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Strip one done! Next up is cutting away the fabric on the inside, and pressing away the fabric to the sides. This is then zig-zagged on again and the exes fabric clipped away.

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In the image below all strips have been sewn on and the fabric clipped open. The one on the far left is finished, with the allowance finished and clipped. For the others, you can still see the allowances shining through.

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This was the point where I stopped taking pictures because I forgot… I next inserted the v shaped laces, and added lace to the lower sleeves. The bodice was then assembled, the sleeves gathered and assembled, and bodice and sleeves sewn together. I made the collar of 3 strips of lace, and sewed it on. I finished all seams with french seams. I also added a lining layer, because with the thin cotton and lace the blouse is pretty sheer. The lining was tacked to the blouse on the inside, and a fabric channel sewn on at the waist to gather the blouse. Finally, I finished the back and hemmed the blouse.

 

Some pictures!

From the front:

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Some detail of the lace inserts.

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And the collar.

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The lower sleeves also have lace, but these are just sewn on for a more solid look.

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A little puff at the sleeves!

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Now the blouse is almost finished. Almost, because I haven’t made the closure in the back yet. This is what it looks like now, pinned shut.

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The reason for this is that the buttons I bought for the blouse are not quite as white as the rest. I bought them a while back, and when looking back I think they’re too pearly for the pure white of the blouse. So I need to find new buttons. I can’t make the holes until I do, to get the size right. So I need to get back to the store. But it’s almost done, and more importantly, it looks done, so now when I sit on my couch I can look and admire it. (It’s so pretty!)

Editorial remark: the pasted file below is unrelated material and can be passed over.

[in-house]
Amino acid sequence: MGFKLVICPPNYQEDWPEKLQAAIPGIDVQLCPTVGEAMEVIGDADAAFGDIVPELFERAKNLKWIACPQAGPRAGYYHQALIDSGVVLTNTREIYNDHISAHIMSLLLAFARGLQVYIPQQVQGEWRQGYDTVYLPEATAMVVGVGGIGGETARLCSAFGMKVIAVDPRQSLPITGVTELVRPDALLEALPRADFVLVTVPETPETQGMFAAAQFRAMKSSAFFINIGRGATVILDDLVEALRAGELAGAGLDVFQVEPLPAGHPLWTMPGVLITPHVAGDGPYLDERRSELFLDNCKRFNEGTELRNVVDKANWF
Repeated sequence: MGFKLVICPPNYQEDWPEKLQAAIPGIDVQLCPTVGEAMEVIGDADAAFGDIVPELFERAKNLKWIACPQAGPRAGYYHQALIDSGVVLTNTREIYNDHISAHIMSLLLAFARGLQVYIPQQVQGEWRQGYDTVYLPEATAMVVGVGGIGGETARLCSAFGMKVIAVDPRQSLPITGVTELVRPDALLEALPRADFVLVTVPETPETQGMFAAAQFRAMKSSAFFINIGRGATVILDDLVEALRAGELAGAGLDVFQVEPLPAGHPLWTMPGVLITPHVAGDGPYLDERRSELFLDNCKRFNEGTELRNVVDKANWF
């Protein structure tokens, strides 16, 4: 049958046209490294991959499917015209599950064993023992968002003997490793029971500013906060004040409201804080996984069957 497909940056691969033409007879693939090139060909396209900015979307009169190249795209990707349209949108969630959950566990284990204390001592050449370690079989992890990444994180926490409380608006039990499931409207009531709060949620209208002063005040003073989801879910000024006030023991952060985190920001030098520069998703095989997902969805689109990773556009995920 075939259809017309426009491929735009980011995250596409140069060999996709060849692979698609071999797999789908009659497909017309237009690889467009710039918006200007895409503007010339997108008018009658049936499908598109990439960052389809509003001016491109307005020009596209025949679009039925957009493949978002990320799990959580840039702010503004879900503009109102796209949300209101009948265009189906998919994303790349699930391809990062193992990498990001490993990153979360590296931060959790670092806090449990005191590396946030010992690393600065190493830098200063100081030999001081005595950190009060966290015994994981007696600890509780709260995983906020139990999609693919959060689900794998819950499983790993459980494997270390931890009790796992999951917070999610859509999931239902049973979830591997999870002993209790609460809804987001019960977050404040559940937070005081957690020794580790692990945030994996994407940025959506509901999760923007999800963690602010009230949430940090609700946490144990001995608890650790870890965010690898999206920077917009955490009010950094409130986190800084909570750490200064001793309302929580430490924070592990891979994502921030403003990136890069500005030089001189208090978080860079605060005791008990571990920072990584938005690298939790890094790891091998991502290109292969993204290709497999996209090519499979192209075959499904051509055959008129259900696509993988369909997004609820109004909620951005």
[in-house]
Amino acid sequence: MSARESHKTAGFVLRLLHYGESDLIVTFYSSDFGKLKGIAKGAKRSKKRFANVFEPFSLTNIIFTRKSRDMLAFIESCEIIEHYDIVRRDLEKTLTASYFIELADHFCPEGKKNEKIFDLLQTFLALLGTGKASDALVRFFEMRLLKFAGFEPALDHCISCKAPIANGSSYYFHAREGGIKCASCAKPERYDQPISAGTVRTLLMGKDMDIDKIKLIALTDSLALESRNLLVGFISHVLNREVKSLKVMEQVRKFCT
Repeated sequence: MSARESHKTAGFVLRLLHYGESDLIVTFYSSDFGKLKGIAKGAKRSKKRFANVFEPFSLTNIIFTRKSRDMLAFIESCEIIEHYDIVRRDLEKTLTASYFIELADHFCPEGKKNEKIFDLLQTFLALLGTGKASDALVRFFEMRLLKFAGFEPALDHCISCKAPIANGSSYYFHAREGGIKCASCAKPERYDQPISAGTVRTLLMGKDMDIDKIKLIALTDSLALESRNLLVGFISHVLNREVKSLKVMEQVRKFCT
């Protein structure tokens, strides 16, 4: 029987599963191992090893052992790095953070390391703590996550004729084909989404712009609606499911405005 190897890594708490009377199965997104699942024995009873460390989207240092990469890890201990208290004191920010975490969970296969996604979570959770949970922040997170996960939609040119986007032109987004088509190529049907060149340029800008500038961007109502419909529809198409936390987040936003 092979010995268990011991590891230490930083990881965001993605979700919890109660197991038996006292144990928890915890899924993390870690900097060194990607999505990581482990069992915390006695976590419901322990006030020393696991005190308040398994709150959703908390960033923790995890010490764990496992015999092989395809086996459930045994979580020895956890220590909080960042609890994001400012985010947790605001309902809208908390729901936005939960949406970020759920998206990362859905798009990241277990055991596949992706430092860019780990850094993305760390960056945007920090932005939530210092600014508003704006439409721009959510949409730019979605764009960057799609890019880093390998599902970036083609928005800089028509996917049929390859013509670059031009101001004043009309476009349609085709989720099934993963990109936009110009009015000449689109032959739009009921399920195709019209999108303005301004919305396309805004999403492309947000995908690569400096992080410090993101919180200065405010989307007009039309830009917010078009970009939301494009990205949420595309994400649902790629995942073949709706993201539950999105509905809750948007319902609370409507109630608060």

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Facebook page

Just a quick update, because I’ve made a facebook page for my sewing updates! I’ll keep posting here just the same, but I might update the page on facebook a little more frequently with small updates, in-progress shots and inspiration. So if anyone is interested, you can find it here: https://www.facebook.com/AtelierNostalgia !

I’ll be updating with my past work first, and then go on to the new updates!

And just because I liked the pictures, another photo of the ballgown I got last week: (photo by Hans Heemskerk)

1860’s Balgown – photos

I finished the ballgown bodice for my black velvet 1860’s dress quite a while back. I’d hoped to wear it to an event back in April, but it was rainy and too cold, so that didn’t happen. Luckily, I had another event last weekend and this time the weather was perfect! So I finally have some photo’s of the new bodice on me, together with the new hoop and petticoat I made.

The whole outfit:

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A close-up

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And some better pictures of the bodice!